Nike’s Byron Merritt Offers Innovation Keynote on the Retail-Digital Convergence
Byron Merritt, Nike’s VP of global retail innovation, delivered the keynote speech at Interior Design‘s inaugural Innovation Conference in New York City. At Nike, it’s Merritt’s job to push the boundaries of creativity into new territories, reinventing the iconic athleticwear brand experience to stay ahead of the rapidly-shifting technological and cultural changes happening every day. He is a multi-hyphenate creative, overseeing marketing, design, innovation, and how these departments comprise customer experience online and off. During the lunch hour at yesterday’s conference, Merritt talked attendees through what the design industry has to gain as the boundaries between digital and brick-and-mortar continue to fade.
> Watch highlights of his keynote speech.
Merritt kicked off the keynote, titled “The Convergence of Digital and Physical,” with an invigorating film montage of Nike’s biggest athletic talent, captured in the moments before securing key victories. It was an appropriate metaphor to show raw talent amplified by a carefully-calibrated strategy and the best of the best in product design.
Meeting the challenges posed by the rapidly-shifting retail landscape isn’t easy; if it was, everyone would be bringing in the Nike brand’s $34.5 billion in revenue. “Retail isn’t dead,” Merritt informed the audience. “Boring retail is dead.” Rather than meeting the changes brought to brick-and-mortar by e-commerce with dread, his approach is to decide how new technology and more data on customers’ preferences can strengthen the product and retail experience overall.
“I think the things that we’re doing as a brand are about assessing the experience of retail in a way that can make it not boring, right? To serve consumers in the way that they want to be served, to keep pace with the way that consumers are experiencing the world today. And really leveraging the power of digital to do that.”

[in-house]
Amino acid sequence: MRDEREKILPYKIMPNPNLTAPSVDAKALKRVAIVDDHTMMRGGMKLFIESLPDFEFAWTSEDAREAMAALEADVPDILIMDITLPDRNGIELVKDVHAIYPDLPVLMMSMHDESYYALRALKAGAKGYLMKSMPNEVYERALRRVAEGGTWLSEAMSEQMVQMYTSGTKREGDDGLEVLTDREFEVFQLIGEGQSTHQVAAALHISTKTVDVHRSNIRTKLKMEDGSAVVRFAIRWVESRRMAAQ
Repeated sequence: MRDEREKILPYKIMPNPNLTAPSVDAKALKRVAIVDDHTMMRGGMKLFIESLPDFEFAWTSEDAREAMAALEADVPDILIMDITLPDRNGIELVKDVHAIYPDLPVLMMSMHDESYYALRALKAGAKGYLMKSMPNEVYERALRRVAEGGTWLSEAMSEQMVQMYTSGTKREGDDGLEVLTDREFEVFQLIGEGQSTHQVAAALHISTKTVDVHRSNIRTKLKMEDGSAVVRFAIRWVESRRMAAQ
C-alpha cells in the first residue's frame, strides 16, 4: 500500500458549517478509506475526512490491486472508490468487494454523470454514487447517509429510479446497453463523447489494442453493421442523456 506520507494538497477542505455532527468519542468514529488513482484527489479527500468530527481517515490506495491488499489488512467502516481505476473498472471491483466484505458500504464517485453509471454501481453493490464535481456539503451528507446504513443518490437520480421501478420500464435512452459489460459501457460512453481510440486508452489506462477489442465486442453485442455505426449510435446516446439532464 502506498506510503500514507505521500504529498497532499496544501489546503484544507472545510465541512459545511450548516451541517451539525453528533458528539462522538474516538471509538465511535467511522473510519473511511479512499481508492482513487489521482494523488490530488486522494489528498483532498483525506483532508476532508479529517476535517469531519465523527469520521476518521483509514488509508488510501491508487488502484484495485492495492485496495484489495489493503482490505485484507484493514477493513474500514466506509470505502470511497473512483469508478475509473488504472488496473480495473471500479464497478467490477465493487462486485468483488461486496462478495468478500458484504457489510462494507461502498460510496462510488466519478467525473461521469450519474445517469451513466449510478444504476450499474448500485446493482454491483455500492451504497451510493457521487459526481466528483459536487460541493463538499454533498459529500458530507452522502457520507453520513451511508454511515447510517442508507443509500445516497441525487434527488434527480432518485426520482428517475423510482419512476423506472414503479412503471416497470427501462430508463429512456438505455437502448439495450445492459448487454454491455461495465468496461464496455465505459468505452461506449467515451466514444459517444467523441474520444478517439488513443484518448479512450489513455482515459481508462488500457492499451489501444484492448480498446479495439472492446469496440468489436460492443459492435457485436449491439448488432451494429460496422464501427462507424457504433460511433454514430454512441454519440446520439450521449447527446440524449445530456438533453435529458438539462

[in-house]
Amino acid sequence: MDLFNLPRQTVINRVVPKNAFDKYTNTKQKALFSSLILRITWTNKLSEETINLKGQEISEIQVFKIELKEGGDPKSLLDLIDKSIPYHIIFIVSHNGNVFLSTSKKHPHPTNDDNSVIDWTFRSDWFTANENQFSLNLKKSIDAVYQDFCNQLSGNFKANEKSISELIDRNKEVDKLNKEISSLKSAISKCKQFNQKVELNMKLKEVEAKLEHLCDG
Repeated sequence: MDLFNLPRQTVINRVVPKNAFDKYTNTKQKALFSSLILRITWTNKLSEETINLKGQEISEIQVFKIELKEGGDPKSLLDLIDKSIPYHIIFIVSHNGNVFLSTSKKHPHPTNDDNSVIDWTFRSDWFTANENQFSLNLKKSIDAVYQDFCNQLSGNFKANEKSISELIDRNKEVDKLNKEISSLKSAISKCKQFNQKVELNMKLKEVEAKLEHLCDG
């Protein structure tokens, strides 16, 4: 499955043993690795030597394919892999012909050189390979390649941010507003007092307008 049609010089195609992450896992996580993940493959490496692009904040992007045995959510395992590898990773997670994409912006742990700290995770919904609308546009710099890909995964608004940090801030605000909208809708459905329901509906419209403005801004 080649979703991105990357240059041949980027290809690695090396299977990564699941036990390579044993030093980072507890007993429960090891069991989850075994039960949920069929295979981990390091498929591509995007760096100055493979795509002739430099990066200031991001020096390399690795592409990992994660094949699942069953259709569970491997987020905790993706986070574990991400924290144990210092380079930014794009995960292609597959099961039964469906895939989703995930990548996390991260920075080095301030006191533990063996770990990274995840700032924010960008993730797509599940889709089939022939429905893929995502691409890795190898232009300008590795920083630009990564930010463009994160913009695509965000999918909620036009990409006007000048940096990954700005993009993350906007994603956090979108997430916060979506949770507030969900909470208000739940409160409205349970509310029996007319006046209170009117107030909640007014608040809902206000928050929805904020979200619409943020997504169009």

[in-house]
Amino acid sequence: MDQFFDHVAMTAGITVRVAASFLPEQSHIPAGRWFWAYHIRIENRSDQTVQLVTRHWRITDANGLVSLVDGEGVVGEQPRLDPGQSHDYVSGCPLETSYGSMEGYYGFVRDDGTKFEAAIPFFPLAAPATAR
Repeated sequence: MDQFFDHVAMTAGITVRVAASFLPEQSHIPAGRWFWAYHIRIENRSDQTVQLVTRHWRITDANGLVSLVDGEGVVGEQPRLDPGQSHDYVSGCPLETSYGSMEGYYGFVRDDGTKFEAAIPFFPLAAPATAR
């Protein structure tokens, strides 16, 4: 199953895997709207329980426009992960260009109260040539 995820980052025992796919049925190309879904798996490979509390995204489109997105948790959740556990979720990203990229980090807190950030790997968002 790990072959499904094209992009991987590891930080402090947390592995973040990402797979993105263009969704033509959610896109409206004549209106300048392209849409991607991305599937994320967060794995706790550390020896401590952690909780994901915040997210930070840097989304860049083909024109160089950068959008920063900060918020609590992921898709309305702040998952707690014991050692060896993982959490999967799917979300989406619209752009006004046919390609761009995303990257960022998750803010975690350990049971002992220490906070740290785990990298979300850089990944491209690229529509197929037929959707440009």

What does leveraging the power of digital look like in retail, exactly? In Los Angeles, it comes in the form of the brand’s Nike by Melrose concept store. Every aspect of the store, from its exact location to its running-focused product assortment, is a deliberate and strategic maneuver informed by Los Angeles consumer behavior. In New York, Miami, Paris, and Beijing, the brand’s flagship Trial Zones allow everyday athletes to test-drive Nike footwear through a bespoke experience in a high-tech studio simulator of their chosen sport. Online, it comes in the form of the robust Nike+ app, which allows users access to Nike trainers, exclusive events, and the ability to book a variety of in-store concierge services.
Instead of trying to pigeonhole the consumer into they way the brand thinks they should shop, listening and learning from what they do want is the core driver of Nike’s success it seems. “For us it starts with the consumer and the teams that work on digital. [They] start from the same consumer and really understanding that consumer and understanding the path that they’re on and innovating it all on that path. That’s really where it all comes together,” Merritt said.
After the keynote, Interior Design asked Merritt how he defines the word of the day: innovation.
“Innovation for me is looking in the seams and looking between the boundaries of disciplines and experiences and really trying to merge those things together.”
Watch highlights of his keynote speech: